MATERIALS AND METHODS: Male Sprague-Dawley rats were divided into four groups (n=6 rats per group) as Control, KA, Propolis and KA+Propolis. The control group and KA group have received vehicle and saline. Propolis group and propolis + KA group were orally administered with propolis (150 mg/kg body weight), five times every 12 hours. KA group and propolis +KA group were injected subcutaneously with kainic acid (15 mg/kg body weight) and were sacrificed after 2 hrs. CC, CB and BS were separated, homogenized and used for estimation of NOS, caspase-3, NO and TNF-α by commercial kits. Results were analyzed by one way ANOVA, reported as mean + SD (n=6 rats), and p<0.05 was considered statistically significant.
RESULTS: The concentration of NO, TNF-α, NOS and caspase-3 activity were increased significantly (p<0.001) in all the three brain regions tested in KA group compared to the control. Propolis supplementation significantly (p<0.001) prevented the increase in NOS, NO, TNF-α and caspase-3 due to KA.
CONCLUSION: Results of this study clearly demonstrated that the propolis supplementation attenuated the NOS, caspase-3 activities, NO, and TNF-α concentration and in KA mediated excitotoxicity. Hence propolis can be a possible potential protective agent against excitotoxicity and neurodegenerative disorders.
MATERIALS AND METHODS: Male Sprague-Dawley rats were divided into four groups; Control group and KA group received vehicle and saline. Propolis group and propolis + KA group were orally administered with propolis (150mg/kg body weight), five times every 12 hours. KA group and propolis + KA group were injected subcutaneously with kainic acid (15mg/kg body weight) and were sacrificed after 2 hrs and CC, CB and BS were separated homogenized and used for estimation of GS activity, NO, TBARS, and TAS concentrations by colorimetric methods. Results were analyzed by one-way ANOVA, reported as mean + SD from 6 animals, and p<0.05 considered statistically significant.
RESULTS: NO was increased (p< 0.001) and GS activity was decreased (p< 0.001) in KA treated group compared to control group as well as propolis + KA treated group. TBARS was decreased and TAS was increased (p< 0.001) in propolis + KA treated group compared KA treated group.
CONCLUSION: This study clearly demonstrated the restoration of GS activity, NO levels and decreased oxidative stress by propolis in kainic acid mediated excitotoxicity. Hence the propolis can be a possible potential candidate (protective agent) against excitotoxicity and neurodegenerative disorders.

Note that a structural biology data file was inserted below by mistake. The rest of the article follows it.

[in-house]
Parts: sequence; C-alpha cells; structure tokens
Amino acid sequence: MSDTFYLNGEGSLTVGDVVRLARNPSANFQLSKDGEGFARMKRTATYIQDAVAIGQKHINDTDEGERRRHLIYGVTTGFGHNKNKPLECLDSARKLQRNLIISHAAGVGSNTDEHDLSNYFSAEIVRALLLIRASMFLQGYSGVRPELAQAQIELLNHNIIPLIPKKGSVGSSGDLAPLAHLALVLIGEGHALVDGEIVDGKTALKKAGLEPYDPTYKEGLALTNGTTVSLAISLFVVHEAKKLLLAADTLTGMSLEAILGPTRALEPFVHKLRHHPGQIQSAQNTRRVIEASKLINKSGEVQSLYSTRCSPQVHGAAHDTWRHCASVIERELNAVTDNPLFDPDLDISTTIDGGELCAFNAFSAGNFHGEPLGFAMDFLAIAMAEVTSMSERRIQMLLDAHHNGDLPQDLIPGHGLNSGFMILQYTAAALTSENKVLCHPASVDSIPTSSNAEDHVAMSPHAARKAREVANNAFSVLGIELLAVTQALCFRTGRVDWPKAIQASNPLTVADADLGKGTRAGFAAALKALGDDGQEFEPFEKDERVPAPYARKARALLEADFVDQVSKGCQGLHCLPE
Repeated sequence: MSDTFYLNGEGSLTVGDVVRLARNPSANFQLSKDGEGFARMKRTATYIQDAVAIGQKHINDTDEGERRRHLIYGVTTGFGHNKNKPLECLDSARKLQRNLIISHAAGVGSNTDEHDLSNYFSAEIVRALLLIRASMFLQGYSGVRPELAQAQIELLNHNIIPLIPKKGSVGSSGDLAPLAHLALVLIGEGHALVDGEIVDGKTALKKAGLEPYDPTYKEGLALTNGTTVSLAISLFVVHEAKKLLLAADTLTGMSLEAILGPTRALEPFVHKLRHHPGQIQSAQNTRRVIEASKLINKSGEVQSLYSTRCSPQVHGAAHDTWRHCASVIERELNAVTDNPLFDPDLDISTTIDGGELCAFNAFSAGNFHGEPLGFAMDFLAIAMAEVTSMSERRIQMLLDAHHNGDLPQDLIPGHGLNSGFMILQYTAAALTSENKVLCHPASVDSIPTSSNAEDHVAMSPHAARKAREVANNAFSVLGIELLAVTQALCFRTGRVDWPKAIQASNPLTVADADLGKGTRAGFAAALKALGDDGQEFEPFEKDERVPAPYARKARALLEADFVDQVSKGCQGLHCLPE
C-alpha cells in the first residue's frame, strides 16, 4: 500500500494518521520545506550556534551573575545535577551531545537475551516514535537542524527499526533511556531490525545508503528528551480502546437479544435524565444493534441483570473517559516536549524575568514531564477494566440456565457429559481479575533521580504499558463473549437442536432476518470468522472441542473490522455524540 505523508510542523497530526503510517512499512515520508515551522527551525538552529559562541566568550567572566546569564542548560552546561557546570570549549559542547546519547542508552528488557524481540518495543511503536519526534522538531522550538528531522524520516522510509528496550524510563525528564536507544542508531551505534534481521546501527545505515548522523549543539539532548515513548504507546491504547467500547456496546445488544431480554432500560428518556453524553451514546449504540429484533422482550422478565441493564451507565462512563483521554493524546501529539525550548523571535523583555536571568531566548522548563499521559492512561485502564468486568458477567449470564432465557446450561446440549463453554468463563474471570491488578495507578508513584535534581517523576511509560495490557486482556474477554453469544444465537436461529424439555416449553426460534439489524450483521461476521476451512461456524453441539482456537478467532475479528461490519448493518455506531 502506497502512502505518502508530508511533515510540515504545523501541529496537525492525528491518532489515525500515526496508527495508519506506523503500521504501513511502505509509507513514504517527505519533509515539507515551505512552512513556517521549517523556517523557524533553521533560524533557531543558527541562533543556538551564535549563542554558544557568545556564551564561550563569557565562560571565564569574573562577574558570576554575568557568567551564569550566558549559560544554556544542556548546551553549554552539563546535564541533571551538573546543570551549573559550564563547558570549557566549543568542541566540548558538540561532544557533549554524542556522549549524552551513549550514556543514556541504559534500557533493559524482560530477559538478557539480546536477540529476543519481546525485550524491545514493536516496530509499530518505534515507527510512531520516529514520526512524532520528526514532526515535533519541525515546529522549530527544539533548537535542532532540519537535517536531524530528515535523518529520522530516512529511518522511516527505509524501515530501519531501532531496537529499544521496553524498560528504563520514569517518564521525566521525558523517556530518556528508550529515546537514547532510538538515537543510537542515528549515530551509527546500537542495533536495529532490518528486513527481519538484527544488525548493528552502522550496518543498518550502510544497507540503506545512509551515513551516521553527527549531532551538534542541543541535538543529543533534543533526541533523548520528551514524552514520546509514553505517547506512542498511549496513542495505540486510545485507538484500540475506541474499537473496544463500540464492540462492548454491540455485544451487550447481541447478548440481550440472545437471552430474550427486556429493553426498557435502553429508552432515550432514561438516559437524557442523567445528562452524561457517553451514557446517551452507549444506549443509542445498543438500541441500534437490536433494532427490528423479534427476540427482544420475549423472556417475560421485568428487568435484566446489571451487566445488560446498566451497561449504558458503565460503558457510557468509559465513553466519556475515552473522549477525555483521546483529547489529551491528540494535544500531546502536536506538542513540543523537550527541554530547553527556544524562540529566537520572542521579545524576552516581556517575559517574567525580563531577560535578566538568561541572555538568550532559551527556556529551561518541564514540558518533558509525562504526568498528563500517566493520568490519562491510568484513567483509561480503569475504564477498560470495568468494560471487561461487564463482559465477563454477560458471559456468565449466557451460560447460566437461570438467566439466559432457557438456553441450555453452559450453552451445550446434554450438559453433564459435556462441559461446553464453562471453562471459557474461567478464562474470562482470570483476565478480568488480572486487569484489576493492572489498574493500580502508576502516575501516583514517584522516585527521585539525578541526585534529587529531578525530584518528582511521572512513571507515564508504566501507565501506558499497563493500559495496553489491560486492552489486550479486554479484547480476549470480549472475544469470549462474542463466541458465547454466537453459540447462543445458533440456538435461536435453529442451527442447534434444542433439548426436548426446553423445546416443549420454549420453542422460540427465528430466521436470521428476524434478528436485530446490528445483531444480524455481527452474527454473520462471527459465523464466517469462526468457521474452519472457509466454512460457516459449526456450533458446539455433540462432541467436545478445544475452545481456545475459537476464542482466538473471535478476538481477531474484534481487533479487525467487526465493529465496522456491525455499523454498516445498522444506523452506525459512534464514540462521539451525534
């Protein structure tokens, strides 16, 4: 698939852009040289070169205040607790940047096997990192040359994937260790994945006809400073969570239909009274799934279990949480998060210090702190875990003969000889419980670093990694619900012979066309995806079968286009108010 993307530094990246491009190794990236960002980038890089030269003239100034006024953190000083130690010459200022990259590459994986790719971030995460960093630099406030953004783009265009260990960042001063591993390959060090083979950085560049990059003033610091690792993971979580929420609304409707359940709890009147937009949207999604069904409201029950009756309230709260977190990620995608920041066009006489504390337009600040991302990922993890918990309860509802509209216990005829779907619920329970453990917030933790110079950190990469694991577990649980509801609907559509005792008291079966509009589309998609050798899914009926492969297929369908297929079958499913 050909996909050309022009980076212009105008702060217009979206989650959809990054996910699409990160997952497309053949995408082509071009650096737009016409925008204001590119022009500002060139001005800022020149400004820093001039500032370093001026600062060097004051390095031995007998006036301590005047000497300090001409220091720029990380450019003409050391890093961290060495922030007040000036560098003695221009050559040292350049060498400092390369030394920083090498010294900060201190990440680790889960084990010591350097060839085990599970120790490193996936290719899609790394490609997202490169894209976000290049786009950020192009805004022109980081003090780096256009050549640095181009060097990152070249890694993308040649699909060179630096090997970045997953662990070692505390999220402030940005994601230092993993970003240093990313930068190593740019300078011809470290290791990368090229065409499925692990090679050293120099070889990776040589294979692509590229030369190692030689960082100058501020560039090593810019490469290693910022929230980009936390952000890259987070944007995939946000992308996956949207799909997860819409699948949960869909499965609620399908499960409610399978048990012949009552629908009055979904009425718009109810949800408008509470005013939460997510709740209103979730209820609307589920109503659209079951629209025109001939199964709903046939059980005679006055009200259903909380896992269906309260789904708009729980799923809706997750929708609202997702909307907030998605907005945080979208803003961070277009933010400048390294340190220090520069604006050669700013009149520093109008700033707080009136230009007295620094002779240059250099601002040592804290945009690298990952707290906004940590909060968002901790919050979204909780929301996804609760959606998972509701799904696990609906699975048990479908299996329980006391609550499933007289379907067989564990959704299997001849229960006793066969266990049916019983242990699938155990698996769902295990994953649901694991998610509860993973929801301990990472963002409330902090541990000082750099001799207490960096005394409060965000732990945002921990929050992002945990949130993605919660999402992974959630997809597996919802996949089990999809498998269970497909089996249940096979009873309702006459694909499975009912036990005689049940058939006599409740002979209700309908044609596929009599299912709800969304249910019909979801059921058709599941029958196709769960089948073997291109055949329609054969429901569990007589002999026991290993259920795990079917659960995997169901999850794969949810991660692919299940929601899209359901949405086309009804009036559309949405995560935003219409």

MATERIALS AND METHODS: Antinociceptive activity of ethanol pomegranate extract was examined using three models of pain: the writhing test, the hot tail flick test and the plantar test. The ethanolic extract of pomegranate was administered by oral gavages in doses of (100,150 and 200mg/kg, p.o (orally)), for all the tests and compared with aspirin (100mg/kg, p.o.) which was considered as the standard drug. Phytochemical screening and HPLC analysis of the plant species was carried out.
RESULTS: In the writhing test, the index of pain inhibition (IPI) was 37% for ethanolic extract of pomegranate (200mg/kg, p.o.), and 59% for aspirin. In the hot tail flick test, the ethanolic extract of pomegranate (200mg/kg, p.o.), has shown significant analgesia reaching its peak at 60 min maximum possible analgesia (MPA), was 24.1% as compared with aspirin 37.5%. Hyperalgesia was successfully induced by the plantar test and the ethanol extract of pomegranate (100,150,200mg/kg, p.o.), reduced the hyperalgesia in a dose dependent manner comparable to aspirin at (100mg/kg, p.o.). HPLC analysis revealed the presence of gallic acid, ellagic acid and Punicalagins A&B.
CONCLUSION: The results demonstrated that ethanol pomegranate extract has an antinociceptive effect that may be related to the presence of identified phytochemicals.
METHODS: The reported data/information was retrieved mainly from the online databases of PubMed (MEDLINE), EMBASE and Botanical Survey of India.
RESULTS: The present review elaborated the phytochemical, pharmacological and biological properties of the selected five Tragia species obtained from recent literature.
CONCLUSION: This review provides a basis for future investigation of Tragia species and, especially for those species that have not been explored for biological and pharmacological activities.
MATERIALS AND METHODS: Twenty-five rats were randomly divided into five different groups of five animals in each group; (1) Control. (2) Received H2O2 (0.5%) with drinking water. (3), and (4) received H2O2 and C. citratus (100 mg·kg(-1) b wt), vitamin C (250 mg·kg(-1) b wt) respectively. (5), was given C. citratus alone. The treatments were administered for 30 days. Blood samples were collected and serum was used for biochemical assay including liver enzymes activities, total protein, total bilirubin and malonaldehyde, glutathione in serum and liver homogenates. Liver was excised and routinely processed for histological examinations.